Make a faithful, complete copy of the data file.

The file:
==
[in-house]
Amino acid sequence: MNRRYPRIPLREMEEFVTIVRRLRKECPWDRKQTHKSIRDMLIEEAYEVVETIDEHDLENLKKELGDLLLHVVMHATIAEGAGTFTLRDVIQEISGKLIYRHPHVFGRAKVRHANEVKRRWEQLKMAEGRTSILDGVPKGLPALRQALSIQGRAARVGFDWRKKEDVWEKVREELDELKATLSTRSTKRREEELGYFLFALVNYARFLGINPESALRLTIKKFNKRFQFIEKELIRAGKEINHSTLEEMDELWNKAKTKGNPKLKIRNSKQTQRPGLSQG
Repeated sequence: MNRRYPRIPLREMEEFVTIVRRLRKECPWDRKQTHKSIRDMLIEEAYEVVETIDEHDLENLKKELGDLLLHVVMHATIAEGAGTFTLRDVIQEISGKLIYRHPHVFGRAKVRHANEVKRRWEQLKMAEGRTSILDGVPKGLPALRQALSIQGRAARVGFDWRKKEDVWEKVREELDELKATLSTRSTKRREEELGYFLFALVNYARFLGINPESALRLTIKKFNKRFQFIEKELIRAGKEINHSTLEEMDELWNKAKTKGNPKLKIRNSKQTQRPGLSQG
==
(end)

[in-house]
Amino acid sequence: MNRRYPRIPLREMEEFVTIVRRLRKECPWDRKQTHKSIRDMLIEEAYEVVETIDEHDLENLKKELGDLLLHVVMHATIAEGAGTFTLRDVIQEISGKLIYRHPHVFGRAKVRHANEVKRRWEQLKMAEGRTSILDGVPKGLPALRQALSIQGRAARVGFDWRKKEDVWEKVREELDELKATLSTRSTKRREEELGYFLFALVNYARFLGINPESALRLTIKKFNKRFQFIEKELIRAGKEINHSTLEEMDELWNKAKTKGNPKLKIRNSKQTQRPGLSQG
Repeated sequence: MNRRYPRIPLREMEEFVTIVRRLRKECPWDRKQTHKSIRDMLIEEAYEVVETIDEHDLENLKKELGDLLLHVVMHATIAEGAGTFTLRDVIQEISGKLIYRHPHVFGRAKVRHANEVKRRWEQLKMAEGRTSILDGVPKGLPALRQALSIQGRAARVGFDWRKKEDVWEKVREELDELKATLSTRSTKRREEELGYFLFALVNYARFLGINPESALRLTIKKFNKRFQFIEKELIRAGKEINHSTLEEMDELWNKAKTKGNPKLKIRNSKQTQRPGLSQG